Operators in the Nigerian manufacturing sector have stressed the need for the federal government to develop a coherent and comprehensive industrial policy to address challenges constraining the real sector and to drive competitiveness in the sector.
Mansur Ahmed, president of the Manufacturers Association of Nigeria (MAN), at a media briefing on the activities of the association Tuesday in Lagos, said the seriousness with which the manufacturers viewed the need for a strong industrial policy for Nigeria, especially in the face of the African Continental Free Trade Area (AfCFTA) agreement, was underscored by the fact that the association had written Adeniyi Adebayo, the newly-appointed minister of industry, Trade and Investment, to draw his attention to some issues that have to be addressed during his tenure.
He said: “First of all, one of the things we have asked for is that there must be a comprehensive industrialisation policy. Fortunately, the minister himself recognises this need and we are hopefully going to work with the minister to rejig the industrial policy and make sure that we have a coherent comprehensive industrial policy.”
The new comprehensive policy, according to Ahmed, must recognise “the need to continue with our backward integration to strengthen various linkages in the value chains and the need to link particularly the SMEs with the large industrial manufacturing concerns in the country. Also, there is the need to link the sub-sectors, particularly the agricultural sector with the manufacturing sector.
“Also, there is need to work on some of the constraints that have made manufacturing uncompetitive in Nigeria, such as infrastructure, especially electricity. We are quite certain that if power supply is improved then the competitiveness of our industries will increase quite substantially.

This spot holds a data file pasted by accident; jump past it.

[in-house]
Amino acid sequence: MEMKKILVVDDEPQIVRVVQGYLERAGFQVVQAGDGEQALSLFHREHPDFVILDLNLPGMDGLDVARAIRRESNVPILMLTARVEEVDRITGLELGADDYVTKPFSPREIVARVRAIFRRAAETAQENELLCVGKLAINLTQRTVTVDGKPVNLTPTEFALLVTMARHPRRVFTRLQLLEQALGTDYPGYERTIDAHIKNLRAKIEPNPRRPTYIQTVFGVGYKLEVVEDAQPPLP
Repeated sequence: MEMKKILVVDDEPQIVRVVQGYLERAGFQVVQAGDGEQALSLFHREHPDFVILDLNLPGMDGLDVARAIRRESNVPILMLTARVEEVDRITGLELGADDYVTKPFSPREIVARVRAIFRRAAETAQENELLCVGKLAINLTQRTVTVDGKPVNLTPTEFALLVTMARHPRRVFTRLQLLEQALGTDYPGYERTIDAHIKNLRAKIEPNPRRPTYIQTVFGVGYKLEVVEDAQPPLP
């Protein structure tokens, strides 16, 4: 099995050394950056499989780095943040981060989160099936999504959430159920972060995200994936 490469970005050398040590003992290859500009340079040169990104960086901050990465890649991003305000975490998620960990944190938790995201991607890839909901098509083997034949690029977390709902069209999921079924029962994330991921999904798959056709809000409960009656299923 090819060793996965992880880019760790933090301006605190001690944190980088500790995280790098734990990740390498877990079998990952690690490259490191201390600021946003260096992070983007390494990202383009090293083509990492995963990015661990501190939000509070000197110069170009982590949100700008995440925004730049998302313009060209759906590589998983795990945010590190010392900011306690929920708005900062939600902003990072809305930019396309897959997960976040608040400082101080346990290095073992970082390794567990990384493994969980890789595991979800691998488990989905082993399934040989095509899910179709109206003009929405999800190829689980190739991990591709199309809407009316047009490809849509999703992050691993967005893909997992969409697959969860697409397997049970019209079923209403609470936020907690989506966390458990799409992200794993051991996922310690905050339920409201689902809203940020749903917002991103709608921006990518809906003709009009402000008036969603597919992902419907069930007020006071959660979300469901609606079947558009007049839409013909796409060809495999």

“Same also with the transport infrastructure- we are working with relevant government agencies to ensure the unblocking of the Apapa Ports.
“As we go into the AfCFTA, we must make sure that our ports are competitive. We will take up all these issues with the new minister and work with the ministry to ensure that these issues are addressed and the ease of doing business, which is a core initiative, is also scaled up tremendously.”
Ahmed also spoke about the total closure of Nigeria’s land borders, the Common External Tariffs (CET), challenges facing the small and medium scale enterprises (SMEs), domestic consumption of made-in-Nigeria goods and the recently proposed exclusion of importation of food items from the Central Bank of Nigeria (CBN).
“We have asked the government to be clearer in what it meant by food products. Some imports are inputs needed to produce finished goods and we need more time as the backward integration and value addition for domestic substitution cannot happen overnight,” he added.
He also said government’s intention to close the border was in order, adding that it was to arrest the inflow of weaponry through the borders.
“However, we must be aware of the impact it is having on legitimate exports and imports trade, especially of food products. We must make sure that this necessary action that was taken to improve on our security does not undermine the capacity of the country’s manufacturing sector and therefore end up improving the prices of food in the market,” he said.
According to him, Nigeria is about re-negotiating CET to resolve all grey areas and align the regional policy with the continental policy as it transits into the era of African continental free trade.
He said the demand for a comprehensive industrial policy was in tandem with the theme of the forthcoming 47th annual general meeting of MAN, which is: “Improving Value Chain in the Manufacturing Sector for Competitiveness and Job Creation.”
This, he said, was borne out of the need to highlight the significance of improved manufacturing value chain linkages in the efforts to make the sector competitive; contribute more to the Gross Domestic Product (GDP) and create jobs in Nigeria.